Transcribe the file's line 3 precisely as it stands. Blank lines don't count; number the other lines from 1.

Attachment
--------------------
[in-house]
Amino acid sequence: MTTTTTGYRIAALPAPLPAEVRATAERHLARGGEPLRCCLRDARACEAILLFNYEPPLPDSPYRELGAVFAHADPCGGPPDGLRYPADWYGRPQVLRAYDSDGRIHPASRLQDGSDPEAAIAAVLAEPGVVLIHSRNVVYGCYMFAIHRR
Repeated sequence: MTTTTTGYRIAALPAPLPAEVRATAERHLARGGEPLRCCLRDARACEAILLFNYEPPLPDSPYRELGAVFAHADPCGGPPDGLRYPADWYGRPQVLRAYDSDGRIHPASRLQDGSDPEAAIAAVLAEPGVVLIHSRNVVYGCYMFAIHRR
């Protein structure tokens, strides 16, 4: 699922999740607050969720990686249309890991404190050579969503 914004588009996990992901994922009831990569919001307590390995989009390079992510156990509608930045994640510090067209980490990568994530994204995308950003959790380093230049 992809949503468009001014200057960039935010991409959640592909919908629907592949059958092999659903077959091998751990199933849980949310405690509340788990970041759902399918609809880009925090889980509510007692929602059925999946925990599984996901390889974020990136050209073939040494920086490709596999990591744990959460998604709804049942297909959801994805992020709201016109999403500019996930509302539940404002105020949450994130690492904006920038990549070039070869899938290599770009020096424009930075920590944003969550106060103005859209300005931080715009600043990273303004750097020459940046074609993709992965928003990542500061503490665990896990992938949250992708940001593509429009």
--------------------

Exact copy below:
Repeated sequence: MTTTTTGYRIAALPAPLPAEVRATAERHLARGGEPLRCCLRDARACEAILLFNYEPPLPDSPYRELGAVFAHADPCGGPPDGLRYPADWYGRPQVLRAYDSDGRIHPASRLQDGSDPEAAIAAVLAEPGVVLIHSRNVVYGCYMFAIHRR